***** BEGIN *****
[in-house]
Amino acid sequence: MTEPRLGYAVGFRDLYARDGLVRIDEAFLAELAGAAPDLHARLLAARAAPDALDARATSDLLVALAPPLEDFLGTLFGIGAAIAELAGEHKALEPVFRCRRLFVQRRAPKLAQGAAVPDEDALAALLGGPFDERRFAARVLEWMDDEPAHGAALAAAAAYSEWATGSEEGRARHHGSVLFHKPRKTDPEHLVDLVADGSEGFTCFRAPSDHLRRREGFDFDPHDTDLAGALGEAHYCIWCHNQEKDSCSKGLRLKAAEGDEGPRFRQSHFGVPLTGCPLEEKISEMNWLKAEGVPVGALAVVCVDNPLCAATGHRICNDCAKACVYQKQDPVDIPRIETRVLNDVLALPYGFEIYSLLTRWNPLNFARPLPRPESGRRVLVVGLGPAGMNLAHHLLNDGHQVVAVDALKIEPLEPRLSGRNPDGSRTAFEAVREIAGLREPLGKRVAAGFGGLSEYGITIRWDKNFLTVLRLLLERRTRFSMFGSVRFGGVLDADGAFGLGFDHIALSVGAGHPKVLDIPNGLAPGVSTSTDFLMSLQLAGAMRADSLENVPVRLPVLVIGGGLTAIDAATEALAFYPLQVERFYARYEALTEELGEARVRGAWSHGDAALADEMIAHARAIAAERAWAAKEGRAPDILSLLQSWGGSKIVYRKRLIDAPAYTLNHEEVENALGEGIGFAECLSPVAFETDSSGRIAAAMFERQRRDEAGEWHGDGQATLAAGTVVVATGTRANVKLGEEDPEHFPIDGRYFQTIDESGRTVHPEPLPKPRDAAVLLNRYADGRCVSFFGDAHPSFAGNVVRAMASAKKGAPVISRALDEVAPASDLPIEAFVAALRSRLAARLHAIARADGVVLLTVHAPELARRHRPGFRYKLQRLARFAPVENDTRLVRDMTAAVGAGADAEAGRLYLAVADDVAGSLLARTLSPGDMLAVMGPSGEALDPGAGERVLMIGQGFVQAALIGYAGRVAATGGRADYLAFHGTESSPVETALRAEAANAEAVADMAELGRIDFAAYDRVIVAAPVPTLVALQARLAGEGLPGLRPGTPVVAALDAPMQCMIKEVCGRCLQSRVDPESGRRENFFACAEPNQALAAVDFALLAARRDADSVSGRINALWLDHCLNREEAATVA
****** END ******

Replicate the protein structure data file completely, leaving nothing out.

[in-house]
Amino acid sequence: MTEPRLGYAVGFRDLYARDGLVRIDEAFLAELAGAAPDLHARLLAARAAPDALDARATSDLLVALAPPLEDFLGTLFGIGAAIAELAGEHKALEPVFRCRRLFVQRRAPKLAQGAAVPDEDALAALLGGPFDERRFAARVLEWMDDEPAHGAALAAAAAYSEWATGSEEGRARHHGSVLFHKPRKTDPEHLVDLVADGSEGFTCFRAPSDHLRRREGFDFDPHDTDLAGALGEAHYCIWCHNQEKDSCSKGLRLKAAEGDEGPRFRQSHFGVPLTGCPLEEKISEMNWLKAEGVPVGALAVVCVDNPLCAATGHRICNDCAKACVYQKQDPVDIPRIETRVLNDVLALPYGFEIYSLLTRWNPLNFARPLPRPESGRRVLVVGLGPAGMNLAHHLLNDGHQVVAVDALKIEPLEPRLSGRNPDGSRTAFEAVREIAGLREPLGKRVAAGFGGLSEYGITIRWDKNFLTVLRLLLERRTRFSMFGSVRFGGVLDADGAFGLGFDHIALSVGAGHPKVLDIPNGLAPGVSTSTDFLMSLQLAGAMRADSLENVPVRLPVLVIGGGLTAIDAATEALAFYPLQVERFYARYEALTEELGEARVRGAWSHGDAALADEMIAHARAIAAERAWAAKEGRAPDILSLLQSWGGSKIVYRKRLIDAPAYTLNHEEVENALGEGIGFAECLSPVAFETDSSGRIAAAMFERQRRDEAGEWHGDGQATLAAGTVVVATGTRANVKLGEEDPEHFPIDGRYFQTIDESGRTVHPEPLPKPRDAAVLLNRYADGRCVSFFGDAHPSFAGNVVRAMASAKKGAPVISRALDEVAPASDLPIEAFVAALRSRLAARLHAIARADGVVLLTVHAPELARRHRPGFRYKLQRLARFAPVENDTRLVRDMTAAVGAGADAEAGRLYLAVADDVAGSLLARTLSPGDMLAVMGPSGEALDPGAGERVLMIGQGFVQAALIGYAGRVAATGGRADYLAFHGTESSPVETALRAEAANAEAVADMAELGRIDFAAYDRVIVAAPVPTLVALQARLAGEGLPGLRPGTPVVAALDAPMQCMIKEVCGRCLQSRVDPESGRRENFFACAEPNQALAAVDFALLAARRDADSVSGRINALWLDHCLNREEAATVA